In the UK, 2.6 million people suffer from heart disease and most are able to have their symptoms effectively managed with the prescription of beta-blocker drugs which stop adrenaline from making the heart work too hard.
However, a major side effect of beta-blockers is that they make the symptoms of asthma and other breathing problems worse, so that around 300,000 patients in the UK who also suffer from respiratory conditions are prevented from taking them.
Now, a team of scientists from the University’s Schools of Biomedical Sciences and Pharmacy will use the Wellcome Trust’s funding, made under the Seeding Drug Discovery initiative, to conduct a three-year study to develop a modified type of beta-blocker that will treat heart disease and angina without exacerbating any underlying respiratory problems..
If successful, the new drug could become the general medicine of choice for all heart patients because its targeted action will lead to a significant reduction in overall side effects.
Even the best currently available beta-blockers are poor at discriminating between the heart and lungs, causing the muscles in the lungs to tighten and making breathing more difficult in some patients who have a pre-existing lung complaint.
In patients suffering from asthma, in which environmental factors cause muscle contractions leading to a narrowing of the airway, taking these medicines can trigger an attack or, even if tolerated enough to be taken regularly, can stop other asthma drugs from working.
Doctors are also extremely wary in prescribing beta-blockers for patients suffering from heart disease and chronic obstructive pulmonary disease (COPD), a progressive condition which causes the destruction of lung tissue and increased mucus production, because any reduction in respiratory function that may be caused by the drugs could have a major impact on symptoms.
The Nottingham scientists have already developed a molecule that is much more effective at discriminating between the heart and lungs than current drugs. The funding will allow them to carry out further studies to improve the molecule to ensure that it is able to target the heart cells more effectively — therefore directing the therapeutic effect only to the heart and not the lungs. The aim is that the resulting drug will be long-lasting and could be taken orally.
Leading the research, Dr Jill Baker from the School of Biomedical Sciences said: “Once developed, this molecule will cause much less wheezing and shortness of breath and should be able to be given safely to the hundreds of thousands of patients with both heart and lung diseases. Furthermore, because it will have so few side effects, it has the potential to become the beta-blocker of choice for all heart patients.”
Dr Ted Bianco, Director of Technology Transfer at the Wellcome Trust, said: “We know that beta-blockers save lives in patients with heart disease, so making them safe for those unlucky enough to have a respiratory disorder as well is a clinical imperative. I applaud Jill Baker for questioning why beta-blockers should remain contraindicated for so many of her patients, and being stirred to correct this with an incisive programme of work. In the best traditions of medical research, this endeavour was born out of a problem encountered at the sharp end of clinical practice.”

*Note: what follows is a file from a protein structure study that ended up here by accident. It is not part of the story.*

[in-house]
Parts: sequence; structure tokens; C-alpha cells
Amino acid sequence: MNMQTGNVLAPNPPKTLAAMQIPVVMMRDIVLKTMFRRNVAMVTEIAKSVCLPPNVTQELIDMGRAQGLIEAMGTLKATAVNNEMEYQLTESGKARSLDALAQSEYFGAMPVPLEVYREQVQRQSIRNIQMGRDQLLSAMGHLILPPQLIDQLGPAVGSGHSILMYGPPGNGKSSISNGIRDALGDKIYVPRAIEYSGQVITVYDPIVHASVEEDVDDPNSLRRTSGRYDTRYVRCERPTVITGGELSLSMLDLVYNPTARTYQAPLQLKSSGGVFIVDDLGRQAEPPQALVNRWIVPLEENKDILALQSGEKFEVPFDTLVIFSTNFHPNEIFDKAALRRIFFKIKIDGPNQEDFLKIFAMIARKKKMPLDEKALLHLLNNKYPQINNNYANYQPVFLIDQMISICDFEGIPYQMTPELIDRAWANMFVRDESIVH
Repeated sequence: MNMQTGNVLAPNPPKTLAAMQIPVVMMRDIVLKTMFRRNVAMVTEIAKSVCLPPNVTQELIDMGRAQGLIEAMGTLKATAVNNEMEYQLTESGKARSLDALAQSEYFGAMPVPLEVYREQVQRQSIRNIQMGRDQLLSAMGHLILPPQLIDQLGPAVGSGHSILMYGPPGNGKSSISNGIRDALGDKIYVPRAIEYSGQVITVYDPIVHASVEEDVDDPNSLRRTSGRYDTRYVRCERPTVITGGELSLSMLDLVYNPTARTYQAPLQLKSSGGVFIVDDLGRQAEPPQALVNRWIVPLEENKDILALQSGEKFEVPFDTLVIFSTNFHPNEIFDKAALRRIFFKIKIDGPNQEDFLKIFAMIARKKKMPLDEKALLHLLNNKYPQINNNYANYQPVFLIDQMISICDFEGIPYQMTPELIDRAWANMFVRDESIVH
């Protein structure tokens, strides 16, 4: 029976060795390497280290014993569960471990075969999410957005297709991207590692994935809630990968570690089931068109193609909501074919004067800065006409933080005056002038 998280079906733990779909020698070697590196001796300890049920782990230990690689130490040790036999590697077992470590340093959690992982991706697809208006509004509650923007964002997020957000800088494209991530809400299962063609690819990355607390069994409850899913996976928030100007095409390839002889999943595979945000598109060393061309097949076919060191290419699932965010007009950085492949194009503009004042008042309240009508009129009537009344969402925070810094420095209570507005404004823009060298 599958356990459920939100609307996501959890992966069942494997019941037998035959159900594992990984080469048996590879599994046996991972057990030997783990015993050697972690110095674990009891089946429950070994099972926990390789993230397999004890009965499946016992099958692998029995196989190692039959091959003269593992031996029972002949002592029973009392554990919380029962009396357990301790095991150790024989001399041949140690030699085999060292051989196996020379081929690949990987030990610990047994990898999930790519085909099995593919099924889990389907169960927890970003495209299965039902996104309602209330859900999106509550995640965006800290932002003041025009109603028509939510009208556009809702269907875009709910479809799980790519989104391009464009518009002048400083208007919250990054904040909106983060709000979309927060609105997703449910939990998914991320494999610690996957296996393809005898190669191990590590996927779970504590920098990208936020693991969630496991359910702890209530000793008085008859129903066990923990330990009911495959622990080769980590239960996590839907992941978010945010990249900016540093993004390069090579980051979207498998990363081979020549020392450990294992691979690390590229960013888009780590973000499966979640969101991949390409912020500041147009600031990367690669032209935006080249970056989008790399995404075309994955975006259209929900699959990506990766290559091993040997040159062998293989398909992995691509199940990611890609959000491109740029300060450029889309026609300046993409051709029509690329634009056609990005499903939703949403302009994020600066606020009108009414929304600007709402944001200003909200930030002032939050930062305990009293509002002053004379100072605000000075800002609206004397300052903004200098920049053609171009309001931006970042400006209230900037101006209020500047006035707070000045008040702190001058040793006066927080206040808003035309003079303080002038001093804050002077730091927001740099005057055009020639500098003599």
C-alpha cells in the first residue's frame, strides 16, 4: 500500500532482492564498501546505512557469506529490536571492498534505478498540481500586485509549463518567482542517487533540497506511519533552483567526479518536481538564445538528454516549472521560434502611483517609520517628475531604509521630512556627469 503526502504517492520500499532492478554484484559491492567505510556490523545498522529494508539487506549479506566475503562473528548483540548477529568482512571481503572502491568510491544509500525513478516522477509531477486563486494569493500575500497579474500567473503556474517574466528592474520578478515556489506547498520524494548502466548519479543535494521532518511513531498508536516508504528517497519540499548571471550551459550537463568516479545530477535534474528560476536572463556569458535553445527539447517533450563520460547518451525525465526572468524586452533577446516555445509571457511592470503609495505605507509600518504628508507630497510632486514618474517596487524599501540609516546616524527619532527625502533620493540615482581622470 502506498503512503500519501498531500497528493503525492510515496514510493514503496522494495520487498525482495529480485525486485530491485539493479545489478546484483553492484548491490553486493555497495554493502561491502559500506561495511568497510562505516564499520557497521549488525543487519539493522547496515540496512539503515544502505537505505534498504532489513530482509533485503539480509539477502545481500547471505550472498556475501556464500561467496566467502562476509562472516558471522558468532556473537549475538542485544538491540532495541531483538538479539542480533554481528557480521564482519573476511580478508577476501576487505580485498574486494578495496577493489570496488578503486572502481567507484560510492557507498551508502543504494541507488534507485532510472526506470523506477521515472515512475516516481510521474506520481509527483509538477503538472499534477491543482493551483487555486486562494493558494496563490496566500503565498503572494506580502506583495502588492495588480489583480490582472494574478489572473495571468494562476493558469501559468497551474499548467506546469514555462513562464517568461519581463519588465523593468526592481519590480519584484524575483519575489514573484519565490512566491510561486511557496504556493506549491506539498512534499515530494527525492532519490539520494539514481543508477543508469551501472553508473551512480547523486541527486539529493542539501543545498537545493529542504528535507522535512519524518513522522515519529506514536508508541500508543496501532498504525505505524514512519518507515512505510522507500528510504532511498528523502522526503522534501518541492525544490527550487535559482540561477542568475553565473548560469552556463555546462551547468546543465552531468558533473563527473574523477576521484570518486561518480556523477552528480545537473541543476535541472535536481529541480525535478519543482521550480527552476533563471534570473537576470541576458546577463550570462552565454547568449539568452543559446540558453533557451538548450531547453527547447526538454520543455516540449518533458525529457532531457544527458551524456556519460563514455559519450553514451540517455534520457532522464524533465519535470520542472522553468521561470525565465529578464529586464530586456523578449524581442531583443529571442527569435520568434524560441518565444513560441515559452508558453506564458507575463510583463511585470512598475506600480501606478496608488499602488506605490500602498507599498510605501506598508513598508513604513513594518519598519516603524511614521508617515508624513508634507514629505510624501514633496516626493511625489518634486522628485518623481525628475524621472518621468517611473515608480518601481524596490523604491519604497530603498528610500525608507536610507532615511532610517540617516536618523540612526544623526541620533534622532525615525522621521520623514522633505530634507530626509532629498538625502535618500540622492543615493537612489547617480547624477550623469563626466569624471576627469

First time-lapse footage of cell activity during limb regeneration
25.10.2016 | eLife
Phenotype at the push of a button
25.10.2016 | Institut für Pflanzenbiochemie
Ultrafast lasers have introduced new possibilities in engraving ultrafine structures, and scientists are now also investigating how to use them to etch microstructures into thin glass. There are possible applications in analytics (lab on a chip) and especially in electronics and the consumer sector, where great interest has been shown.
This new method was born of a surprising phenomenon: irradiating glass in a particular way with an ultrafast laser has the effect of making the glass up to a...
Terahertz excitation of selected crystal vibrations leads to an effective magnetic field that drives coherent spin motion
Controlling functional properties by light is one of the grand goals in modern condensed matter physics and materials science. A new study now demonstrates how...
Researchers from the Institute for Quantum Computing (IQC) at the University of Waterloo led the development of a new extensible wiring technique capable of controlling superconducting quantum bits, representing a significant step towards to the realization of a scalable quantum computer.
"The quantum socket is a wiring method that uses three-dimensional wires based on spring-loaded pins to address individual qubits," said Jeremy Béjanin, a PhD...
In a paper in Scientific Reports, a research team at Worcester Polytechnic Institute describes a novel light-activated phenomenon that could become the basis for applications as diverse as microscopic robotic grippers and more efficient solar cells.
A research team at Worcester Polytechnic Institute (WPI) has developed a revolutionary, light-activated semiconductor nanocomposite material that can be used...
By forcefully embedding two silicon atoms in a diamond matrix, Sandia researchers have demonstrated for the first time on a single chip all the components needed to create a quantum bridge to link quantum computers together.
"People have already built small quantum computers," says Sandia researcher Ryan Camacho. "Maybe the first useful one won't be a single giant quantum computer...
14.10.2016 | Event News
14.10.2016 | Event News
12.10.2016 | Event News
25.10.2016 | Earth Sciences
25.10.2016 | Power and Electrical Engineering
25.10.2016 | Process Engineering